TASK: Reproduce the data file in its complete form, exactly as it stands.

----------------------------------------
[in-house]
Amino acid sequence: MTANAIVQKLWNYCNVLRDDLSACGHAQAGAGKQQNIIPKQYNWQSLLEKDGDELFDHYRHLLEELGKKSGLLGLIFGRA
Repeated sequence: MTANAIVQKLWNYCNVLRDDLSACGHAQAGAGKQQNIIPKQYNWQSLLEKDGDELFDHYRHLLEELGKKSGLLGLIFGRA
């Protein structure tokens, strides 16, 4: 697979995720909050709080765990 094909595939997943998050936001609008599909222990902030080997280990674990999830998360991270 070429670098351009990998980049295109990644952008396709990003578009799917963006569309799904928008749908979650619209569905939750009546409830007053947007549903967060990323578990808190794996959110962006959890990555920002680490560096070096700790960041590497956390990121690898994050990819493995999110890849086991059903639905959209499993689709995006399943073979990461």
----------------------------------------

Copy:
[in-house]
Amino acid sequence: MTANAIVQKLWNYCNVLRDDLSACGHAQAGAGKQQNIIPKQYNWQSLLEKDGDELFDHYRHLLEELGKKSGLLGLIFGRA
Repeated sequence: MTANAIVQKLWNYCNVLRDDLSACGHAQAGAGKQQNIIPKQYNWQSLLEKDGDELFDHYRHLLEELGKKSGLLGLIFGRA
């Protein structure tokens, strides 16, 4: 697979995720909050709080765990 094909595939997943998050936001609008599909222990902030080997280990674990999830998360991270 070429670098351009990998980049295109990644952008396709990003578009799917963006569309799904928008749908979650619209569905939750009546409830007053947007549903967060990323578990808190794996959110962006959890990555920002680490560096070096700790960041590497956390990121690898994050990819493995999110890849086991059903639905959209499993689709995006399943073979990461």